Creating Efficient USB C Pinouts for Any Design

April 27, 2021 , in Blog

When designing circuit boards, you notice early in the process that there is no shortage of commonly used PCBA connectors. These exist to transmit and receive the various power, data and control signals required for electronics operation and functionality. One of the most common connector types used today is the universal serial bus, or USB, found in applications ranging from mobile phones to computers and industrial systems. The newest version, USB C, not only allows for faster transfers but combines the capability to transfer data, audio/visual and power across a single cable.

Designing circuits and laying out boards for this connector type can be a challenge. However, by understanding the USB C pinout—for receptacles and plugs—and following design guidelines, you can achieve the best design for efficient PCBA development.

USB C connector

Understanding the USB C Pinout

The primary advantages of USB C connectors over its predecessors include:

USB C Advantages

  • Single size and shape

The USB C connector is much smaller than the commonly used Type A, and it provides a single connector size and shape, as opposed to the variety of sizes previous USB communication protocols employed.

  • Flexibility

In addition to being backward compatible with prior USB standards, USB C can support other protocols, such as HDMI, VGA, A/V and power transfer over a single cable.

  • Speed

USB C cables support the USB 3.1 standard protocol, which has a transfer rate of up to 10 Gb/s.

  • Power

Up to 100 W of power can be transferred over USB C cables if using the USB PD specification.

  • Bidirectional

For USB C, TX/RX and power are bidirectional.

The USB C Pinout

In addition to the advantages listed above, USB C connectors exhibit full duplexity, which means that data can be simultaneously delivered and received across a single cable. This capability can be seen in the USB pinout for the receptacle and plug, shown in Fig. 1 and Fig. 2, respectively.

Pinout for the USB C receptacle connector

Fig. 1 USB C receptacle pinout

Pinout for the USB C plug connector

Fig. 2 USB C plug pinout

As shown in the figures above, the USB C connector has dual rows of 12 pins. The function of each row is controlled by the CCX–1 or 2–pin. The SBU pins are not used for USB communications, but alternate modes. There are five alternate modes for USB C:

USB C Alternate Modes

  1. DisplayPort
  2. Thunderbolt
  3. HDMI
  4. Mobile High-Definition Link (MHL)
  5. VirtualLink

Modes 4 and 5 from the list above have been announced; however, they are not available for utilization. It is also noteworthy that there are no D+ and D- pins for row B of the plug, as they are unnecessary.

Designing PCBA Layouts With USB C Connectivity

Including USB C connectivity in your PCBA design can provide a powerful addition to functionality and capability. However, you will need to decide what layout option to employ, and this decision can significantly impact the development cycle time for your design.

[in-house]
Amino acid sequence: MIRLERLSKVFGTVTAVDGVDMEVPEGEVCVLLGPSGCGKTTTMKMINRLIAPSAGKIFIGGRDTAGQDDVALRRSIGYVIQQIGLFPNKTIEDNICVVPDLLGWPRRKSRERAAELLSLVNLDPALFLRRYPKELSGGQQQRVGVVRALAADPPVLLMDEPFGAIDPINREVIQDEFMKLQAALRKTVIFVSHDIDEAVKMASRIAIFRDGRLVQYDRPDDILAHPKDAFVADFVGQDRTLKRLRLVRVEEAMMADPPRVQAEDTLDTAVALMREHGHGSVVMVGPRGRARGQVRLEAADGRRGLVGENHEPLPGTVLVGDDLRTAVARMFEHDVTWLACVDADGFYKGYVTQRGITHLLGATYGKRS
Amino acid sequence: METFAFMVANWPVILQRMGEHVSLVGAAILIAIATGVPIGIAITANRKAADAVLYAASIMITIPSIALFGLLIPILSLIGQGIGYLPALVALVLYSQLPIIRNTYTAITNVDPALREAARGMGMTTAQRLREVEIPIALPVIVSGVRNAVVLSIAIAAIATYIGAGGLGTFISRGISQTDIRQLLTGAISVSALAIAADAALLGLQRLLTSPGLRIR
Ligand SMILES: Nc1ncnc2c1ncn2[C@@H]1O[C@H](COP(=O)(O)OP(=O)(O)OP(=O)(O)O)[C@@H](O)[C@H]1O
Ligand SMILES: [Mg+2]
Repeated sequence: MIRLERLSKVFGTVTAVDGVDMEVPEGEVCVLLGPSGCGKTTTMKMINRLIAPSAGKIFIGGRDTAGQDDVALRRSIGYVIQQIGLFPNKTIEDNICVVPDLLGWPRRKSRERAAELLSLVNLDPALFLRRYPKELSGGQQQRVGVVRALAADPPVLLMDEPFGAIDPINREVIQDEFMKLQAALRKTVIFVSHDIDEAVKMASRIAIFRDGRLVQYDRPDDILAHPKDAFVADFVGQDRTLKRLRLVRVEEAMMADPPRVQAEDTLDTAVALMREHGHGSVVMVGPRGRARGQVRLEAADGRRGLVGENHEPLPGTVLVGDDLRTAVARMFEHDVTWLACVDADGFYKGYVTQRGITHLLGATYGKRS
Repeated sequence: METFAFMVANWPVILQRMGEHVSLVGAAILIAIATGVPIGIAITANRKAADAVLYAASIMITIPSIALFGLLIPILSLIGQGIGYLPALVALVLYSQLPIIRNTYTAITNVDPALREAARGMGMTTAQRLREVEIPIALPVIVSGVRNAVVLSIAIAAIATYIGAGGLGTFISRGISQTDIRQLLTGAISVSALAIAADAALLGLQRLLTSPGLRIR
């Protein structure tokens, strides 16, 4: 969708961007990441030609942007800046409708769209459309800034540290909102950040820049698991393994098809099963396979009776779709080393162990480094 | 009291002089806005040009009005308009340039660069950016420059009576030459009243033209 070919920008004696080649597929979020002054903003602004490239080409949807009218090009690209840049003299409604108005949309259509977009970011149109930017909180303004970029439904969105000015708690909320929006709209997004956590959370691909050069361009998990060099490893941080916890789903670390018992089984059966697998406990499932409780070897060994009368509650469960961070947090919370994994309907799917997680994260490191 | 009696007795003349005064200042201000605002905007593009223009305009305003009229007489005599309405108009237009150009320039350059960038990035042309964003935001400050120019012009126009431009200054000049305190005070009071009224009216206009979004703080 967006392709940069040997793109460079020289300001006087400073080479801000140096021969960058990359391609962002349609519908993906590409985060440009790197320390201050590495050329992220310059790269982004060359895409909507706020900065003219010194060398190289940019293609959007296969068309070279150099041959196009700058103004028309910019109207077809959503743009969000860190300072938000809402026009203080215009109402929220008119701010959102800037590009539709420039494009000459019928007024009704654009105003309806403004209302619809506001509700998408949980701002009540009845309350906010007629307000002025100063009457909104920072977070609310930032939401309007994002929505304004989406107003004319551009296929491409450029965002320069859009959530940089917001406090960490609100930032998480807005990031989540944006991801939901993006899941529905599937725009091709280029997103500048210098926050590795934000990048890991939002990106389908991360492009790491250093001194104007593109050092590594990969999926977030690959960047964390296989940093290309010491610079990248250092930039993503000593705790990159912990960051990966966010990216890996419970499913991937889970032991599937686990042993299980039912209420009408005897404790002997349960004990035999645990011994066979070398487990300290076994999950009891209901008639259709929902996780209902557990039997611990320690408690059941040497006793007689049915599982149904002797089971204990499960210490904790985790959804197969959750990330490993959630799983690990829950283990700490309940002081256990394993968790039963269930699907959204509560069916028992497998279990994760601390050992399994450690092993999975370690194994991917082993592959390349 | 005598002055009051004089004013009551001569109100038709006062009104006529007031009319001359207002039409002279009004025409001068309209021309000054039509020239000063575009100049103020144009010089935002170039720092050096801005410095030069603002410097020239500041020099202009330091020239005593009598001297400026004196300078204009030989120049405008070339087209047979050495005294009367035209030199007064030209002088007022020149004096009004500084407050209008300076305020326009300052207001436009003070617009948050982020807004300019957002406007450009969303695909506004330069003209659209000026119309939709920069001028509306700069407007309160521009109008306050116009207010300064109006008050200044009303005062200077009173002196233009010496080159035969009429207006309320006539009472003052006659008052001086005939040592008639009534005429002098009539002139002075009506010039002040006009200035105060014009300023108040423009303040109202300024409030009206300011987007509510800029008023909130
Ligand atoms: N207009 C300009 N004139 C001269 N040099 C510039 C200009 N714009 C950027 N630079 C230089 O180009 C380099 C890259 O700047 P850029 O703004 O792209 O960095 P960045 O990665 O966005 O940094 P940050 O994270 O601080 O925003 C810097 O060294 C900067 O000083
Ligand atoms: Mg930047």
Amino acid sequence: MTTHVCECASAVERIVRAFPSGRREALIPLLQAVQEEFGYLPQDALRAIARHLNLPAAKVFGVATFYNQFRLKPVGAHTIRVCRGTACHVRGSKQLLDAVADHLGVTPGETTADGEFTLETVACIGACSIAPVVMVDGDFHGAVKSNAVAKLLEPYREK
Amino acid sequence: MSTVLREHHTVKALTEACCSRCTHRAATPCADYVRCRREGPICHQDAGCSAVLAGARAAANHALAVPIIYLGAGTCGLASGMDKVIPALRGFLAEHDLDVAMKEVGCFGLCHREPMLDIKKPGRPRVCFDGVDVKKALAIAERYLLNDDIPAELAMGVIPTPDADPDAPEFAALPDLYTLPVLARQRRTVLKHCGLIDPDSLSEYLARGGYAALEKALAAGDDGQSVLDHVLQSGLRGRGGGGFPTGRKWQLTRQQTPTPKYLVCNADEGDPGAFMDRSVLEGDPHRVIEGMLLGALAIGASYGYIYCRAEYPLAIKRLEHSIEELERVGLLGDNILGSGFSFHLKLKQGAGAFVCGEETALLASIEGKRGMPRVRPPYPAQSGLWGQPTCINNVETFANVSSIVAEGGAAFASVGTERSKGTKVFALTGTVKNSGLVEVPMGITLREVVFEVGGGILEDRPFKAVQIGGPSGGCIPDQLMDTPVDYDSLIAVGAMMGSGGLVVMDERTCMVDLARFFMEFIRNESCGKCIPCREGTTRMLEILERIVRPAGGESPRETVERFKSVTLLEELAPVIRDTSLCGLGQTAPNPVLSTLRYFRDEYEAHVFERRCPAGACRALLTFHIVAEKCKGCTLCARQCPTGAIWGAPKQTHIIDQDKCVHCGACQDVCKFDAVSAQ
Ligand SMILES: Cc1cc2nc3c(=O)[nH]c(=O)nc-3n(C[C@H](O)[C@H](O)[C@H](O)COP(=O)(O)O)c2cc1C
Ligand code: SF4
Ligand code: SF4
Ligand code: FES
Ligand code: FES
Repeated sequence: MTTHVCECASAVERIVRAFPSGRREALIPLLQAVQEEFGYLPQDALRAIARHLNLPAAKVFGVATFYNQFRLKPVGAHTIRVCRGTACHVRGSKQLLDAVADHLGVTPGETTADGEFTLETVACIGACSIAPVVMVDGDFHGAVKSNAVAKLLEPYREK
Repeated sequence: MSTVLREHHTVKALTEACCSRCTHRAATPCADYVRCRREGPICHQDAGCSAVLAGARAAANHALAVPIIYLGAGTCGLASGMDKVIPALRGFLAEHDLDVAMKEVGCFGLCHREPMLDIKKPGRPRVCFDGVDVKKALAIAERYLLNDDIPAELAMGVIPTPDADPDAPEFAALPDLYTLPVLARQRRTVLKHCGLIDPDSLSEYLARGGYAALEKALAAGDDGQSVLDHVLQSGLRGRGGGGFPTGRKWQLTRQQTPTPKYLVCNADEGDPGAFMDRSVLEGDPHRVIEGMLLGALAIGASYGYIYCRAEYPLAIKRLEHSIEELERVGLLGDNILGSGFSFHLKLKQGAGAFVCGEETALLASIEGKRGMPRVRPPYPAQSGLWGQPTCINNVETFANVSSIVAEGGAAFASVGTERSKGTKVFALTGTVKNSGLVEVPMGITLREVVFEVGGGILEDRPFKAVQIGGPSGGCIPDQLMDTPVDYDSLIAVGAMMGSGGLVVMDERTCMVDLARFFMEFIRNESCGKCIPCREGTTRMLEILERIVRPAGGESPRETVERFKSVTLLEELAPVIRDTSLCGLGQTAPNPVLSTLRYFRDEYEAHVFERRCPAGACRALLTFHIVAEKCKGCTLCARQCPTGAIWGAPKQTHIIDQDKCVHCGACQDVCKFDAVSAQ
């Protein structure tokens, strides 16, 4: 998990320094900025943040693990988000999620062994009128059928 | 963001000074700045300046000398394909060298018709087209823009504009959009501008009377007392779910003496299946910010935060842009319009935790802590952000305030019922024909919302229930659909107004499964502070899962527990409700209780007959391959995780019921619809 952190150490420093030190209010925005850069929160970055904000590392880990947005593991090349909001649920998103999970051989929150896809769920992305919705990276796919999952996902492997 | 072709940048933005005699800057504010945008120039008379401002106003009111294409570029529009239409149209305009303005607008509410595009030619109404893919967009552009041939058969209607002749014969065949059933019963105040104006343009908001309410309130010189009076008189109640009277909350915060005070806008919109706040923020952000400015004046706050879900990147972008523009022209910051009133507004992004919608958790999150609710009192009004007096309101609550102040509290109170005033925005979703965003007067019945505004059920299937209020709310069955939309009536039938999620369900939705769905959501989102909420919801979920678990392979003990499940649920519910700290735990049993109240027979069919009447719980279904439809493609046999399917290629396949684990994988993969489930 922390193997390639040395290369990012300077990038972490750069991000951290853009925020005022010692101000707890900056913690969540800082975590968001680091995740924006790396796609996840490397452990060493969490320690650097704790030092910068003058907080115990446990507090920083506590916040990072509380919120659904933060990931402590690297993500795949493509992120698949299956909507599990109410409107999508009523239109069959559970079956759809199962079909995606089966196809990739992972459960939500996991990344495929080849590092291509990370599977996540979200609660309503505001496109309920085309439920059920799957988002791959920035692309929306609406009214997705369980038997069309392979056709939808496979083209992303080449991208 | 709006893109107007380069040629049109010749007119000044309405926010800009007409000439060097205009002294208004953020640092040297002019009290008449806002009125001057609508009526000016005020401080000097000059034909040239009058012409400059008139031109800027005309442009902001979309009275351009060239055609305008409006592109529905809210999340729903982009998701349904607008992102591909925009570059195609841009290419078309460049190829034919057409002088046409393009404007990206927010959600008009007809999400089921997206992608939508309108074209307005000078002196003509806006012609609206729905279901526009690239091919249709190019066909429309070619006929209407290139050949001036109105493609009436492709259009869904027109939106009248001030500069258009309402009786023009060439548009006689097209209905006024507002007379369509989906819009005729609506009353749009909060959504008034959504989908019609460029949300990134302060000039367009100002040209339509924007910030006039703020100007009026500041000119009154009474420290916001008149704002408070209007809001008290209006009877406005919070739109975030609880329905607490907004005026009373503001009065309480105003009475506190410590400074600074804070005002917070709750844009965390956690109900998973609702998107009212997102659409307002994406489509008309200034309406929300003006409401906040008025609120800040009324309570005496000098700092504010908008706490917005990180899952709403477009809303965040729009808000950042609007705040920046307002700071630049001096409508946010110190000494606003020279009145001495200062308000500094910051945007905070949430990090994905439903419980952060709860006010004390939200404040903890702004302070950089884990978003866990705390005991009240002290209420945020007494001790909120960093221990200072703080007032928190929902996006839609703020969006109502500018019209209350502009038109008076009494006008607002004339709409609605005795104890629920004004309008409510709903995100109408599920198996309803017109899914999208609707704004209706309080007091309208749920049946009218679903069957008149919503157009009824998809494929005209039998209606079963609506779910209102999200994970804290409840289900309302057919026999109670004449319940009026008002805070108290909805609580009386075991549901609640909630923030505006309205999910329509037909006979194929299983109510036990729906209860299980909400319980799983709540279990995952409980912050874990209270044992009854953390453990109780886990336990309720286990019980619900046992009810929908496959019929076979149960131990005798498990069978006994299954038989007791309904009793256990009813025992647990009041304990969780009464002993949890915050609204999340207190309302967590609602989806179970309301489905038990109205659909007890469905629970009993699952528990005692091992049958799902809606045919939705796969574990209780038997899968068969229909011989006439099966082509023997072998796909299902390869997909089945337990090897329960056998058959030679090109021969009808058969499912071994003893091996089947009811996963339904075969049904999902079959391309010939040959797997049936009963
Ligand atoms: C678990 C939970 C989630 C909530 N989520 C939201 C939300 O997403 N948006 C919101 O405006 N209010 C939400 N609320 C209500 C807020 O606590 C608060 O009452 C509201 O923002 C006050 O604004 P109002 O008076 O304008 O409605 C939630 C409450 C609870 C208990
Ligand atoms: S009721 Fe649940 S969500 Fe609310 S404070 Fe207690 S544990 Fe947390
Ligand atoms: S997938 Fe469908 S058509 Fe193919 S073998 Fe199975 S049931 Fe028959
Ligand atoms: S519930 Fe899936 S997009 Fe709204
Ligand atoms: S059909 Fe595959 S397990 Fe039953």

PCBA Layout Options

When considering PCBA layout options that include USB connectivity, constraints emerge due to installation location, available space or external connection requirements. Within the confines of these restrictions, there are two implementation options for USB C pinout connectivity.

Option #1: Adding a USB C pinout connection board to an existing design

If you are upgrading an existing design, even from a prior USB connection version to USB C, the simplest and fastest option is to add a USB C breakout board. This allows you to add connections to specific pins. Many of these boards are currently available and can facilitate fast bring up—especially when used with reference and other development board types.

Option #2: Creating a new custom USB C pinout connection layout

If you are designing a board to take advantage of the enhanced capabilities of USB C connectivity, a custom design is likely required. In this case, the development cycle for your board should be similar to the development and introduction of a new product.

For Option #2, you should apply the best design principles to optimize reliability and manufacturability. These principles include early collaboration with your CM, compliance with your DFM and DFA rules and guidelines, prioritization of signal and power integrity, and the application of good grounding principles for the most efficient PCBA development.

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Tempo Automation is the industry leader for fast and precise PCBA manufacturing for prototyping and low-volume production. We specialize in building complex boards that fully reflect your design intent, including multisignal functionality that enables full utilization of the capabilities of employing USB C connectivity.

And to help you get started on the best path, we furnish information for your DFM checks and enable you to easily view and download DRC files. If you’re an Altium Designer or Cadence Allegro user, you can simply add these files to your PCB design software. For Mentor Pads or other design packages, we furnish DRC information in other CAD formats and Excel.

If you are ready to have your design manufactured, try our quote tool to upload your CAD and BOM files. If you want more information on the USB C pinout and how to optimize your board with this connectivity, contact us.

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